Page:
In the Nahda, or Arab Renaissance, from the early nineteenth to the early twentieth century, Arab culture and politics for the first time responded to European modernity and face the challenges to Arab power, tradition, and identity posed by the industrial, colonial nations of the West. In the process, Arab society both imitated and innovated, translating contemporary foreign texts, adopting new genres, developing journalism, creating a new publishing industry, and building new educational systems as it changed under conflicting forces: nationalism, secularism, Islamic revival, and language reforms.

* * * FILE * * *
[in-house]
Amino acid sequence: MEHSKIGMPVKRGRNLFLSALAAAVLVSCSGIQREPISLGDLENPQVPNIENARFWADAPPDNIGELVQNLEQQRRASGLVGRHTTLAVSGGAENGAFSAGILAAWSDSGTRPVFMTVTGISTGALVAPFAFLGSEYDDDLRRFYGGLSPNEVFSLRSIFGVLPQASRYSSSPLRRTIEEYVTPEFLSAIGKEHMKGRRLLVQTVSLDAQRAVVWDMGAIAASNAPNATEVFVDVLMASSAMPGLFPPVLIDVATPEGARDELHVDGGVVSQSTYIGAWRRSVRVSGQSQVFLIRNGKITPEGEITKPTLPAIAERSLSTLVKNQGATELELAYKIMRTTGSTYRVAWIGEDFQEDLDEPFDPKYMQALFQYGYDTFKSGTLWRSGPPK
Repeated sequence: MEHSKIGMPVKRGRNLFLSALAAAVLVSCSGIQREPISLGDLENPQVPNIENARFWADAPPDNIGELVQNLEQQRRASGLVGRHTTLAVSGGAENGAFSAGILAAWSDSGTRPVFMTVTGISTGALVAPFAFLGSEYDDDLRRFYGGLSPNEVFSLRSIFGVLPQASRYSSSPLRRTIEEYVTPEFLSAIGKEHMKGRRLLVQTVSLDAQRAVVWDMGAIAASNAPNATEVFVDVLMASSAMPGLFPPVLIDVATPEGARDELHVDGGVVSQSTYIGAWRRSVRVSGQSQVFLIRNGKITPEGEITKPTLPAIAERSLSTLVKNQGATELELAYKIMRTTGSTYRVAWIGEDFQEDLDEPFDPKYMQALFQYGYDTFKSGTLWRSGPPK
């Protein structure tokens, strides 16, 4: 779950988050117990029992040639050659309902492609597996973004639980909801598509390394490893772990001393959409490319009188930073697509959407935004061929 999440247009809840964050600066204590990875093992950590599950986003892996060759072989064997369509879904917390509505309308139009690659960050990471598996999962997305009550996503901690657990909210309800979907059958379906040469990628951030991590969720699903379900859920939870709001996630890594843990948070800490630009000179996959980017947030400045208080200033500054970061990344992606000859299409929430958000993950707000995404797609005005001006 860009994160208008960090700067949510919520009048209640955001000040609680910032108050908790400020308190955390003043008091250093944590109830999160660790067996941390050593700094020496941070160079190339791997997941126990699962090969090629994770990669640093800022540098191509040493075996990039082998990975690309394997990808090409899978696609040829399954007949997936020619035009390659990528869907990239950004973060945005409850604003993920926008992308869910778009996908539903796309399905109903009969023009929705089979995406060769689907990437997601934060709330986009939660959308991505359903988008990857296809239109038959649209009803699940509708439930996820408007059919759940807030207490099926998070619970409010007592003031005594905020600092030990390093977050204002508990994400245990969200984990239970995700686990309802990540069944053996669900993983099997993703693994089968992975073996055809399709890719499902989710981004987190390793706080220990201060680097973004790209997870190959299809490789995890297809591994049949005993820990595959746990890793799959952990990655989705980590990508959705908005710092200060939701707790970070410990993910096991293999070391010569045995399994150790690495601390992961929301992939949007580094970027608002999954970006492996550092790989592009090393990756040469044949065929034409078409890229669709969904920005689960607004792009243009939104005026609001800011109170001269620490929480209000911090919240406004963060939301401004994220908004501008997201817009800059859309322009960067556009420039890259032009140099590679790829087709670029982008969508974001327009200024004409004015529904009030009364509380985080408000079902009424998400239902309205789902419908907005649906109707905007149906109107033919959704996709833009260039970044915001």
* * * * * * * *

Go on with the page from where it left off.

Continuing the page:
Collected in this anthology are texts by intellectuals, writers, clergy, and political figures that deal with authority, social norms, conventions and practices both secular and religious, gender roles, class, travel, and technology. Presented in the original Arabic and in English translation, they will be of interest of students of Arabic language and culture, history, cultural studies, gender studies, and other disciplines.
Size – 152mm x 229mm